On consciousness

THE FAR-EASTERN WESTERNER

By ANDREW CRENSHAW

Separating oneself apart from a purely mental identity is the most important developmental step in human consciousness. Our basic understanding of consciousness happens through the mind (as an idea, a mental construct) and for most people it remains centered there, conceptualized within (as part of) the brain itself. The notion of consciousness existing separately from the brain is difficult, if not impossible, for most people to accept, and it is this very resistance—this lack of providing enough space and support for a higher consciousness to develop—that causes the vast majority of physical, mental and emotional problems that people experience.

We are born as purely spiritual entities, without mind, without mental consciousness, completely centered in our physical bodies and our emotions. The world we are born into (our society), however, is conversely centered around the mind—around mental constructs, language, science, mathematics, religion, business, etc.—and to survive and be successful in the world of mind, we must rapidly accelerate our mental growth, must acquire and manipulate all of the aforementioned constructs as fast as we can and at all cost, to the obvious detriment to our more natural, physical and emotional selves.

The physical/emotional self is always there, but for fully mind-identified people (which is most people), the physical/emotional self is neglected, ignored, starved and left to atrophy. Developing a strong mind is absolutely a critical step in the evolution of consciousness, but if that is the final step—if the physical/emotional self is not at some point returned to and given equal advancement, cultivation and encouragement—then that consciousness will remain one-sided, and at best reach half of its actual potential. Higher consciousness is a seamless integration of both the mental and physical/emotional selves; higher consciousness is two-sided and sharp on both sides, like an arrow.

The problems people experience—the sickness, disease, psychosis, misery, malady—are not problems with the mind itself but are problems with the use of the mind. Many of us are aware of and even complain about the mind being overused: “My brain won’t shut up,” or “I can’t stop thinking about this or that,” etc., but what most people are unaware of is the misuse of mind. Mind is a very specific tool designed for very specific purposes: for example, it can discern whether a particular plant is edible or poisonous; it can recognize and predict weather patterns in the natural world, yet it can’t appreciate the beauty of the natural world; that is where the problem begins.

Fully mind-identified people use their minds in every situation, in places where mind has no business being. When you are admiring a perfect sky, or a fiery sunset, that is when the emotional self should be active, without thinking, just feeling and experiencing. As soon as you say “This is beautiful,” you have labeled it and mind has entered. From there the thoughts will continue: “That cloud looks like a cat;” “This reminds me of the beach;” now you are engaged in a mental activity and the experience itself is diminished, as mind is coming between your existential self and its physical/emotional connection to that moment.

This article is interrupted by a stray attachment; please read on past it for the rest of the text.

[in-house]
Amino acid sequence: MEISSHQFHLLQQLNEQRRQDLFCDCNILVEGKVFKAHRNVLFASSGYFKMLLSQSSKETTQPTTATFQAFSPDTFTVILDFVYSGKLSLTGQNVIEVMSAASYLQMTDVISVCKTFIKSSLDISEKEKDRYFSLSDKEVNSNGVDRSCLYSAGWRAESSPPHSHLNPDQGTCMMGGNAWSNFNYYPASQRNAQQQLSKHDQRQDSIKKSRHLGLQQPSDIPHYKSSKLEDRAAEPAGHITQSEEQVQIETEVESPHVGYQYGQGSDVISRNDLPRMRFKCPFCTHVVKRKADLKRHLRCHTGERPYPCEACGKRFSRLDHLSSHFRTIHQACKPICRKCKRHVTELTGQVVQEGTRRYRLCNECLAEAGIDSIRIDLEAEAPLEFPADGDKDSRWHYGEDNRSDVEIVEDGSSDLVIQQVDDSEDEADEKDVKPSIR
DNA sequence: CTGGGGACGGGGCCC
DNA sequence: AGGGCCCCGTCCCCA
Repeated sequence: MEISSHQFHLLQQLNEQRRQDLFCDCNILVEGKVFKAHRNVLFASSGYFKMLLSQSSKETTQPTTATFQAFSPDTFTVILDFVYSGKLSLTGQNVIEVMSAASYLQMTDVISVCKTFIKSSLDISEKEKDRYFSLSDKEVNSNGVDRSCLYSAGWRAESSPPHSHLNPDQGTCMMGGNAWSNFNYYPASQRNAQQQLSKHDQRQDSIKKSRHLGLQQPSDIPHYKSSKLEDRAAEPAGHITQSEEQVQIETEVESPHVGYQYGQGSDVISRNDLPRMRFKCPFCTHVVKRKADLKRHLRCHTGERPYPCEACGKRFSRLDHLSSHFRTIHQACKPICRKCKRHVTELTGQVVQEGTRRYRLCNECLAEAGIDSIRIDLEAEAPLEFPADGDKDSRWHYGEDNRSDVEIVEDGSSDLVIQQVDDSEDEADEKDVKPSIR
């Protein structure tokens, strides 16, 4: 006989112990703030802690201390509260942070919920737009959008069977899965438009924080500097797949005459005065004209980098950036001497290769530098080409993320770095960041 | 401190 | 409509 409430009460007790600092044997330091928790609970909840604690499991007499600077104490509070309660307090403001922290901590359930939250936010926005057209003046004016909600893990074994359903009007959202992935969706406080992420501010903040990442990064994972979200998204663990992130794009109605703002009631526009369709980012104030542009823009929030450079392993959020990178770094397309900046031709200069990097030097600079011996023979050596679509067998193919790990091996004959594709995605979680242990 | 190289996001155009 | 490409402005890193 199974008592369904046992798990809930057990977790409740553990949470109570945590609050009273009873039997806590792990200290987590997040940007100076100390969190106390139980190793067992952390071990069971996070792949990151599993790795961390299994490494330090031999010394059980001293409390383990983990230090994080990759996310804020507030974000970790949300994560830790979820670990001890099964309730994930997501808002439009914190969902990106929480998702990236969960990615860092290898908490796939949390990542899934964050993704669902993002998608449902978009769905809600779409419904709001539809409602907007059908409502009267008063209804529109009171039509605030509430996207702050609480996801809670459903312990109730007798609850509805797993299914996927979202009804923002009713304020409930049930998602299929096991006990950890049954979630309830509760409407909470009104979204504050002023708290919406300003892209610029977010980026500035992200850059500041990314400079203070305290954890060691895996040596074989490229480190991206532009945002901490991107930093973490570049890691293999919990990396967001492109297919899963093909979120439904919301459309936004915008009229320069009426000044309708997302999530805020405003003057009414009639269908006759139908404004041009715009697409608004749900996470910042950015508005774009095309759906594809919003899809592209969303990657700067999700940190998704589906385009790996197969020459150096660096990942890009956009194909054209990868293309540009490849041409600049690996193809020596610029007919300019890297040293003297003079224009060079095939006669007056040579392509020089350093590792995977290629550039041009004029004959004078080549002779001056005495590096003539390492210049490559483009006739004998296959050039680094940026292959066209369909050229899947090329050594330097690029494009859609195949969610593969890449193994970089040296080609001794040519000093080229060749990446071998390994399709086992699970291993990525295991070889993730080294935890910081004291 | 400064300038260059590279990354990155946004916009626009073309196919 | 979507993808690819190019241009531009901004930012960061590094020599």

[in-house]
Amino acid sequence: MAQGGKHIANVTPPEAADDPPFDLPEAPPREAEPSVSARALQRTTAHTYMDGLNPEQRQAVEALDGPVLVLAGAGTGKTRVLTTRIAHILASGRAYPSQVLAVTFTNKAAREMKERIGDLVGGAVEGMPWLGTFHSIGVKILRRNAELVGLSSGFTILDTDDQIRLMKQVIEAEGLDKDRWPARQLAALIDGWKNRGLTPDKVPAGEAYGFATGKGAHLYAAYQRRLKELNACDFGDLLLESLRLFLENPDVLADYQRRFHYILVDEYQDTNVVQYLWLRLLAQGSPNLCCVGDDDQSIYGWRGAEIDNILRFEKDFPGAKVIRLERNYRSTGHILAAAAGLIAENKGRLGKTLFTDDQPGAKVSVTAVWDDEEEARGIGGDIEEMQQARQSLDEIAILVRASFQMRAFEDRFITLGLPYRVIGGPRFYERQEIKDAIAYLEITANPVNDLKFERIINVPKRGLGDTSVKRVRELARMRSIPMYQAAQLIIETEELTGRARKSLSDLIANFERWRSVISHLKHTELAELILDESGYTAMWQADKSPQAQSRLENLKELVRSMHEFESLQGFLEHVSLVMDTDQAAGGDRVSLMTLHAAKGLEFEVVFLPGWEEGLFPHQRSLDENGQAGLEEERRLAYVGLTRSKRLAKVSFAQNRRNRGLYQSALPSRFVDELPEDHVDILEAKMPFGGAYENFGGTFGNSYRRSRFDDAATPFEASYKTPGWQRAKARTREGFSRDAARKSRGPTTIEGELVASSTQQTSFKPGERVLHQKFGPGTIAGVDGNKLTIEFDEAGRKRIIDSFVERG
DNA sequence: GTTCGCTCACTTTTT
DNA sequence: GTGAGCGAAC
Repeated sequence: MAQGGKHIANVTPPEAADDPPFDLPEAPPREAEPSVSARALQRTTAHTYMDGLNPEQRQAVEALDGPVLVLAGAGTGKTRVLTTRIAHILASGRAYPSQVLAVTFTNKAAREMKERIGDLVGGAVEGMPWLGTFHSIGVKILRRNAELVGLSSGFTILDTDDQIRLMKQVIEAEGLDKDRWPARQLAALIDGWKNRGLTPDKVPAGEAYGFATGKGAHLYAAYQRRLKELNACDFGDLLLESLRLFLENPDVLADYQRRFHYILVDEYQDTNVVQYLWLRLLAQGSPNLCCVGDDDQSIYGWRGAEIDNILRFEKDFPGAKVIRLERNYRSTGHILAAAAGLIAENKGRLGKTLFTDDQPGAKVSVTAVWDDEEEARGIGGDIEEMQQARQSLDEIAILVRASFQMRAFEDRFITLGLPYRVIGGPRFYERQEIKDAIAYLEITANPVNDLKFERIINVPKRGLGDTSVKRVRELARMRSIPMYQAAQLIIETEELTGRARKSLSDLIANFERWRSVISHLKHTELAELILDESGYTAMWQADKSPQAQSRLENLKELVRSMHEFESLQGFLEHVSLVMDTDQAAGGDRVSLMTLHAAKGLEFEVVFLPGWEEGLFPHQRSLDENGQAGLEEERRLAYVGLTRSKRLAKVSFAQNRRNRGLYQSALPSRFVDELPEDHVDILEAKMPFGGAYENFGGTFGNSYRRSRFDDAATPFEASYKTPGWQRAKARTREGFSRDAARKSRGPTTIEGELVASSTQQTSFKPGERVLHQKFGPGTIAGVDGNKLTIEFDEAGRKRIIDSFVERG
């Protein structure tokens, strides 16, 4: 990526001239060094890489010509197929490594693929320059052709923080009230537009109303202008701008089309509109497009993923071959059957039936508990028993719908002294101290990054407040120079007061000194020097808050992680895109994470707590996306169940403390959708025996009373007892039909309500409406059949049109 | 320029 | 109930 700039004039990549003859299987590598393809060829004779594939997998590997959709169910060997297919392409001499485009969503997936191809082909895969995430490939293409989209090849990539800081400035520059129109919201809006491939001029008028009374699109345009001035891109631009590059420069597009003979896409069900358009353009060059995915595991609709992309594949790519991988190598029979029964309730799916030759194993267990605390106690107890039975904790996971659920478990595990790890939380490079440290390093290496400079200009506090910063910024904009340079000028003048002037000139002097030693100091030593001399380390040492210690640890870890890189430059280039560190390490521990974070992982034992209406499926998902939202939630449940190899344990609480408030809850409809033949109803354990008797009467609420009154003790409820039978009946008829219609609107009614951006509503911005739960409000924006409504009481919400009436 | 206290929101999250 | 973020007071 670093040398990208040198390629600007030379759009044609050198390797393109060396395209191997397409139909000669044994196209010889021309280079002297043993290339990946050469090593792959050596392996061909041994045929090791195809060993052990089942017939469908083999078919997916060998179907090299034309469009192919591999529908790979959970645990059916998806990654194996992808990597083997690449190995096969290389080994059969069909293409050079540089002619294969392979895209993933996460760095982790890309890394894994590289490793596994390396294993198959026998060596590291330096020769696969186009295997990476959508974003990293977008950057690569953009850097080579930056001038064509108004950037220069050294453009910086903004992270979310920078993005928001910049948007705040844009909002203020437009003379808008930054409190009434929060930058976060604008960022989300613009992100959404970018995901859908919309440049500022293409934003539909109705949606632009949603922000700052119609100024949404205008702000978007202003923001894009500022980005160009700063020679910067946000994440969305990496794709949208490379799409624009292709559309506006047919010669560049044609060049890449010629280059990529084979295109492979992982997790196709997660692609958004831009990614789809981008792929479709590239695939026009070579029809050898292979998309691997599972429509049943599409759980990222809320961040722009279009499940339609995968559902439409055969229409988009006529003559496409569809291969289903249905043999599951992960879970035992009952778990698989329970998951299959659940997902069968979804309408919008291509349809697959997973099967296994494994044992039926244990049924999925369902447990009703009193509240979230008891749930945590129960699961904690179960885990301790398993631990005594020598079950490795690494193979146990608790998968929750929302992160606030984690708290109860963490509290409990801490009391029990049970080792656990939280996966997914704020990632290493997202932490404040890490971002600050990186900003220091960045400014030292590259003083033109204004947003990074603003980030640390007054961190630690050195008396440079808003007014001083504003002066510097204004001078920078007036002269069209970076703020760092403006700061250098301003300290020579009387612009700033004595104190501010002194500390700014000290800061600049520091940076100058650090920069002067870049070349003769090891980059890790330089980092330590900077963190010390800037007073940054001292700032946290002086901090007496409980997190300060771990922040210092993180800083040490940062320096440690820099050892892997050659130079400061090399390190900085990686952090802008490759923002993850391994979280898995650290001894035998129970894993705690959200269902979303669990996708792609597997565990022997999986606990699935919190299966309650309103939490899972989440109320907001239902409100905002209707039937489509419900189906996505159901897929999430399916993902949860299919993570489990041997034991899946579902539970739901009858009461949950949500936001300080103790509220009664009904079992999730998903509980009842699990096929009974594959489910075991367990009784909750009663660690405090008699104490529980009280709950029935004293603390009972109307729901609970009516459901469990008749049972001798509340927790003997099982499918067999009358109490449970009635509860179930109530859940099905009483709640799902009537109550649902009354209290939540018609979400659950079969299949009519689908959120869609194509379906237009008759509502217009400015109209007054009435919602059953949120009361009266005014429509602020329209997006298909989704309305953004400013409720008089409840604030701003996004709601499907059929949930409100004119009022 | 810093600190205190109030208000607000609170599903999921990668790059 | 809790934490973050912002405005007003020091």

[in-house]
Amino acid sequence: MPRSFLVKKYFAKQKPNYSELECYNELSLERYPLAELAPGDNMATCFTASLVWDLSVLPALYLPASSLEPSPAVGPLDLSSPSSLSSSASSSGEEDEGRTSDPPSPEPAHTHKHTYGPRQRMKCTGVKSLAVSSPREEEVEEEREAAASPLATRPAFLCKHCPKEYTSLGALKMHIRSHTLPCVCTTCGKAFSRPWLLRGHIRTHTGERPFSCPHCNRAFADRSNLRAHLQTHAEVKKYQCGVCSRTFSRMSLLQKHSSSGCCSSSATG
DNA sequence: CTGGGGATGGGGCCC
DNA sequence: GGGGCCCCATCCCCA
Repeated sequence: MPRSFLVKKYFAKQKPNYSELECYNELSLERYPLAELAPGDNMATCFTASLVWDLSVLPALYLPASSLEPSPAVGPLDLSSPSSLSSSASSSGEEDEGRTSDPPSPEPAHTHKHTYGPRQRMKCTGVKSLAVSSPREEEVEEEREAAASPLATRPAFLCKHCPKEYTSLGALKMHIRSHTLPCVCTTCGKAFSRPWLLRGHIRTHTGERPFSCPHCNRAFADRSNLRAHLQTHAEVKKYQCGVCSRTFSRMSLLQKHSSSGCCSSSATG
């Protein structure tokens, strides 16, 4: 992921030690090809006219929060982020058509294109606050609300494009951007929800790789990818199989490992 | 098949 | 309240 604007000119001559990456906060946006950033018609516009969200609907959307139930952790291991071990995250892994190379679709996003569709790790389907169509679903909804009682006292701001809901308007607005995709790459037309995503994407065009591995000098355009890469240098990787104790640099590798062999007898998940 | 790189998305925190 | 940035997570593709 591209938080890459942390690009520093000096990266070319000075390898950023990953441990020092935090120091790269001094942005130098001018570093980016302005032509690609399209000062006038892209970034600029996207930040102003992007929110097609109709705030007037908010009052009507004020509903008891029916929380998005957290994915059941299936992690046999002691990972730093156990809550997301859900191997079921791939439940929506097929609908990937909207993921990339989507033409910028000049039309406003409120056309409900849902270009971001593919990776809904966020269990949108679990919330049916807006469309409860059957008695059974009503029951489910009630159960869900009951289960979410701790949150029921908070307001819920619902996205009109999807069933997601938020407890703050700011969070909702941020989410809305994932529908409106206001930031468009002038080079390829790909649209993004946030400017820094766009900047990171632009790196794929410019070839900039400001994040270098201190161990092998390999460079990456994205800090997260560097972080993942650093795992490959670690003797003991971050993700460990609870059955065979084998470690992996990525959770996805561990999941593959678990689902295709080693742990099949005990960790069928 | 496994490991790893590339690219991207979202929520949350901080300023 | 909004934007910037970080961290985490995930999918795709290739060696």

The same is true for love. When you are in a loving state, mind’s presence will weaken the intensity of the feeling. As soon as you say “I love you,” you have again labeled the feeling. It is ok to acknowledge any emotion when you feel it, but know that that is opening the door to all the other thoughts: “Why do I love you?” “How do I love you—let me count the ways…” Love, or any powerful, deeply-felt emotion is not meant to be understood; it is meant to be experienced deeply, and the mind’s constant intrusion keeps us from understanding that depth. All the mystics’ talk of nirvana, rapture, heaven, has to do with them finding that unbroken connection between the existential self and existence. They live in a place of which most of us only get seconds-long or minutes-long glimpses.

Asking yourself before loving “Can I love this person?” or “Is this dangerous?” is a smart application of mind because it is dealing with rationality, but once you move into the loving state, mind’s presence will only impede upon the feeling. When you are looking at that perfect view, or sitting in that perfect moment, you have to be the master and make the mind quiet, so you can experience it as fully and as deeply as possible. This is the ultimate (as well as the easiest way to start) meditation.

As you become more aware of your physical/emotional self, it will naturally grow and present itself more often in not only the remarkable moments but in the mundane, everyday parts as well. Without much effort it will become your baseline, as it was when you were young, because it is peaceful and still, and your being naturally gravitates towards its more natural state. When you do use your mind, it will operate with amazing clarity and precision, and even when the mind freaks out, your body and emotions won’t be as affected because the mental self is no longer dominant. This is the higher consciousness, and with awareness, and a little practice, it can easily be activated.

Andrew Crenshaw lived in Taiwan for 7 years, studying traditional medicine, language, philosophy, religion and spirituality. Professionally, he has taught composition, TESOL and general-education English at National Taiwan University, National Taiwan University of Science and Technology, National Taipei University of the Arts, University of Louisville, Jefferson Community and Technical College, and Western Kentucky University. He is currently working for Jefferson County Public Schools in his hometown of Louisville, Kentucky.

 


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